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Couple Therapy for Sexual Dysfunction 

Couple Therapy for Sexual Dysfunction
Couple Therapy for Sexual Dysfunction

Talia I. Zaider

and David W. Kissane

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date: 18 May 2021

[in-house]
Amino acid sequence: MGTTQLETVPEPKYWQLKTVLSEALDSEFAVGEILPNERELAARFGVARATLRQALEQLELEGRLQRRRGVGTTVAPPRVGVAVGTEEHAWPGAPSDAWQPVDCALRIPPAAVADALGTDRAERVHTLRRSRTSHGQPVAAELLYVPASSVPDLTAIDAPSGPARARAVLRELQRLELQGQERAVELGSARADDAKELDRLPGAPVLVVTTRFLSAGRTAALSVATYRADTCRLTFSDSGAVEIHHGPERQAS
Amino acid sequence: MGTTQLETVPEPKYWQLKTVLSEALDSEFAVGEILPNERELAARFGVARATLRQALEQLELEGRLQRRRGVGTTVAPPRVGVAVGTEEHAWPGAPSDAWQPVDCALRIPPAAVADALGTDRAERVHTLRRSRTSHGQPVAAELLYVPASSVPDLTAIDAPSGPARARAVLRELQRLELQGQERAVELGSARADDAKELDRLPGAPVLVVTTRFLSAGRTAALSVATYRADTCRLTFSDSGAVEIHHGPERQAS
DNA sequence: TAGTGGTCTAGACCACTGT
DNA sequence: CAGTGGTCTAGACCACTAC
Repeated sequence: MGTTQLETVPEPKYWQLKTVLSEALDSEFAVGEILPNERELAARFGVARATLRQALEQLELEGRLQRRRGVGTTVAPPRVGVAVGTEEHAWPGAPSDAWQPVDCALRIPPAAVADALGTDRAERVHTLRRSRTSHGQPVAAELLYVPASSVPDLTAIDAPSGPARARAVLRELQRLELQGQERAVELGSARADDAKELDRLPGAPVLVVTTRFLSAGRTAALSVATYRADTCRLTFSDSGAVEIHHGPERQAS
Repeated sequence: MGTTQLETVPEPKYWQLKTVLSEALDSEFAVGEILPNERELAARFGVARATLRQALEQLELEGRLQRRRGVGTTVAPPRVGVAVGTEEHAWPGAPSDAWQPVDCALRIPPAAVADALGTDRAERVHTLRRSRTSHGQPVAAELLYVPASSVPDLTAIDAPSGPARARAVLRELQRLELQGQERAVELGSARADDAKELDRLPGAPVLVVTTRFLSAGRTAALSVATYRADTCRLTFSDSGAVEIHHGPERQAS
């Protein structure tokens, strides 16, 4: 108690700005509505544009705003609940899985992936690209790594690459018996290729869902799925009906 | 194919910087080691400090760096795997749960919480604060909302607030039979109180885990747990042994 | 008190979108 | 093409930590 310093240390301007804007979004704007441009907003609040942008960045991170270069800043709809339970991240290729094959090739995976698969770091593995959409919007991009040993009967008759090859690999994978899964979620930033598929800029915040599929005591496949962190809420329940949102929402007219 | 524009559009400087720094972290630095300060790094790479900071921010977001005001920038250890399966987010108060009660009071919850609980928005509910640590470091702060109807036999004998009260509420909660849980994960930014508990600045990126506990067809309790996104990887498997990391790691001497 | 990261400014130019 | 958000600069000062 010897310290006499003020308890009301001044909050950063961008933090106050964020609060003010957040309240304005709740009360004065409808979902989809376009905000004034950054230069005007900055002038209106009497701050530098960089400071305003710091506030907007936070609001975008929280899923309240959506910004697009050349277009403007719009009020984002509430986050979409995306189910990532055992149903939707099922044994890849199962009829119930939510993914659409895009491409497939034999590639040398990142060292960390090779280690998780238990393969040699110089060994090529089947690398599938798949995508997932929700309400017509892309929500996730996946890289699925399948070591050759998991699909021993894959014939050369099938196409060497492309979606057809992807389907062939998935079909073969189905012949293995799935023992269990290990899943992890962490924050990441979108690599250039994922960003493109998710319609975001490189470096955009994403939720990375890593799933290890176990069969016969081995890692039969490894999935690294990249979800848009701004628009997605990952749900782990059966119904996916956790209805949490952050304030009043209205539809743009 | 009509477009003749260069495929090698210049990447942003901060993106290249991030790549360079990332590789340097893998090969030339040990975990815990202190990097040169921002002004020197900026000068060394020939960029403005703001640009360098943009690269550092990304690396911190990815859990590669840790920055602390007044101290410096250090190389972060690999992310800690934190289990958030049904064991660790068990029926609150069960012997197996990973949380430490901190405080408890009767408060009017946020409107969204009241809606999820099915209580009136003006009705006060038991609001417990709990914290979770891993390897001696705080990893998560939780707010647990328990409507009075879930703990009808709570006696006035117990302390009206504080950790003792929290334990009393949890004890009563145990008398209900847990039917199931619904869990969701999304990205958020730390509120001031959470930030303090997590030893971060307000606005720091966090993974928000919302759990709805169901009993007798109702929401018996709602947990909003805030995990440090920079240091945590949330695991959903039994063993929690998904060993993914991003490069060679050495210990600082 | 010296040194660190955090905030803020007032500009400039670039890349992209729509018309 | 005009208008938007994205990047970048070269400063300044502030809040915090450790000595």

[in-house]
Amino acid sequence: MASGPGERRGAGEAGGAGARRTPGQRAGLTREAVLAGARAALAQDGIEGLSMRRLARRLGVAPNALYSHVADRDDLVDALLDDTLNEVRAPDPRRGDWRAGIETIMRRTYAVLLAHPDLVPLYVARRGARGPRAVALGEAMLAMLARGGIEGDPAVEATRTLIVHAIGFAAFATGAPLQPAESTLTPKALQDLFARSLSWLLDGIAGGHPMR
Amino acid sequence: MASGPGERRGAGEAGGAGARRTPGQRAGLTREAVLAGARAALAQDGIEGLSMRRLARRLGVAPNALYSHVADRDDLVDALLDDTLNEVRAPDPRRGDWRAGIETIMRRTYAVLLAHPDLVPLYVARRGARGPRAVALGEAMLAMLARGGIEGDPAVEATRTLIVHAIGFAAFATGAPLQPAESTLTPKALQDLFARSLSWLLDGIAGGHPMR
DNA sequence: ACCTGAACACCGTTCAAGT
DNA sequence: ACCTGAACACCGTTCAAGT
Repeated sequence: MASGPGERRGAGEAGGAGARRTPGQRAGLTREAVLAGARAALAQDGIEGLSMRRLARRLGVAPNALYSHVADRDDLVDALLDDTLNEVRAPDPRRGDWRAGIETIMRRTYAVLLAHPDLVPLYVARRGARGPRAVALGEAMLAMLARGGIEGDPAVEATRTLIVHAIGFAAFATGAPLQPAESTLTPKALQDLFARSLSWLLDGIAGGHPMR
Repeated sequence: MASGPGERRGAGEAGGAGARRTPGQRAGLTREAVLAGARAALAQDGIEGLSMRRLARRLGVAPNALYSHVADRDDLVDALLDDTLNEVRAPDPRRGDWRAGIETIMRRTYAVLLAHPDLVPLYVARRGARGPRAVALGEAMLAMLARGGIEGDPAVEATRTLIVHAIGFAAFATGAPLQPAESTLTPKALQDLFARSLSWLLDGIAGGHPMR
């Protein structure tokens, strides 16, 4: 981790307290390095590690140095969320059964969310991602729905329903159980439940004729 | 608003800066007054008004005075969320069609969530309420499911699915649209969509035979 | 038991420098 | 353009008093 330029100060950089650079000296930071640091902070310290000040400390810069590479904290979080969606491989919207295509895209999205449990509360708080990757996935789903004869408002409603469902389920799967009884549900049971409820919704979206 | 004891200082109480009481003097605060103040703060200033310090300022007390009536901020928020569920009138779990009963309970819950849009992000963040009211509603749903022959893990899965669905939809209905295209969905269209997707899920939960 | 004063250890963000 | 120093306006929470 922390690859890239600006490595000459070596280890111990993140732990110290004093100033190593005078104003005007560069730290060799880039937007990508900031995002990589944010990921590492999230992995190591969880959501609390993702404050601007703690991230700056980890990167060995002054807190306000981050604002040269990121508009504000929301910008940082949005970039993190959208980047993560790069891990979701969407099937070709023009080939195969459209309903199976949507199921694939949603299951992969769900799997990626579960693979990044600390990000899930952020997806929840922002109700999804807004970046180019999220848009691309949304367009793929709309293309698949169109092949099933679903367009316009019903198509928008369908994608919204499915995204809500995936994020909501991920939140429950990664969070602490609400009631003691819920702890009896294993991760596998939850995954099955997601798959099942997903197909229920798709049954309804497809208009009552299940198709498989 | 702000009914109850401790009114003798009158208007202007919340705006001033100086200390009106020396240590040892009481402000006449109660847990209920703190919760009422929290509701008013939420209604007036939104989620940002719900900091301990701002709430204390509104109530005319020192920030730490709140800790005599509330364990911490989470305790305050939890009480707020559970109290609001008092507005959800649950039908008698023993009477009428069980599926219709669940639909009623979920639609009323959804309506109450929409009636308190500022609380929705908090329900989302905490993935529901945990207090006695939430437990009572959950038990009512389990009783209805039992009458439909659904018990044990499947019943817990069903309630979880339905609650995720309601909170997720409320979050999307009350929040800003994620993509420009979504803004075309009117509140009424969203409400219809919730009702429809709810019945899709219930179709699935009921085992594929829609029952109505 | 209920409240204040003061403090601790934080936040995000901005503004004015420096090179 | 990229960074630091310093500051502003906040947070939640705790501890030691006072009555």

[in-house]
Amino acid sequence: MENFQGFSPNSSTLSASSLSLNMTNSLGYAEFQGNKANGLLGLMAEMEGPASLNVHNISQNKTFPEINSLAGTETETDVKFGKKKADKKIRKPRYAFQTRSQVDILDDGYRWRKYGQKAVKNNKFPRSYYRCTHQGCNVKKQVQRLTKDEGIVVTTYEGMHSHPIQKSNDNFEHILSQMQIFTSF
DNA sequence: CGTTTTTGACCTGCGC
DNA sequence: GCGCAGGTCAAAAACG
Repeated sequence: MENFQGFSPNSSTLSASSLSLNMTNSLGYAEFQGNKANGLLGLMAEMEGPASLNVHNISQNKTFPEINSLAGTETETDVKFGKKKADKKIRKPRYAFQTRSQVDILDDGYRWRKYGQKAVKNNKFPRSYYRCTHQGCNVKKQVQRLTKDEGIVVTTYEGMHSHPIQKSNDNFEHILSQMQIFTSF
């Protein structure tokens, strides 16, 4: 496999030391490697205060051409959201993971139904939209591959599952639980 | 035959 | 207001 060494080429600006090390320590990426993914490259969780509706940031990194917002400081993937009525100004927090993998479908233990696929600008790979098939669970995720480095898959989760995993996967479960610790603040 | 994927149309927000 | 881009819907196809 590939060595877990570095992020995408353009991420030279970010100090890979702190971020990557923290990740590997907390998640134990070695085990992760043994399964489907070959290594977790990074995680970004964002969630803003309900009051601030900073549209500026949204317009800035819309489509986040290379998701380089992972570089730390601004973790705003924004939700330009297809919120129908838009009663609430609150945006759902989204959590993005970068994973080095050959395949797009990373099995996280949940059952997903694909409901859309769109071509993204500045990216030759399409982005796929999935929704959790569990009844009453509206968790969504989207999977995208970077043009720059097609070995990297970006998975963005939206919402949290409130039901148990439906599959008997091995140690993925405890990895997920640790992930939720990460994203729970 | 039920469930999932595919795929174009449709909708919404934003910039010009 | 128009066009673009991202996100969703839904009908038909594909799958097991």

Relational strain can be activated by cancer or the effects of its treatment, reducing couple communication and marital satisfaction over time, especially when sexual intimacy declines. Meta-analyses show a modest benefit from couple therapy, with some evidence suggesting better outcomes for couples where one or both partners have greater distress or cancer-related concerns. Presenting problems can include role or transition challenges, communication failure, loss of mutual consensus and conflict, boundary violations, fractures and frustration with sexuality or intimacy. Assessment of the couple includes understanding their experience of the oncology diagnosis and its treatment, their family-of-origin and relational background, coping styles, impact on communication, cohesion, and sexuality alongside any agendas they bring. Behavioral couple therapy strategies can facilitate constructive communication and problem solving to restore intimacy and connectedness during and after treatment. In the advanced cancer setting, existentially oriented models examine grief, death talk, caregiving, and preparation for dying. A search for continued meaning and purpose can empower the couple to live life out to the full, while also preparing for a good death and considering bereavement needs for the survivor.

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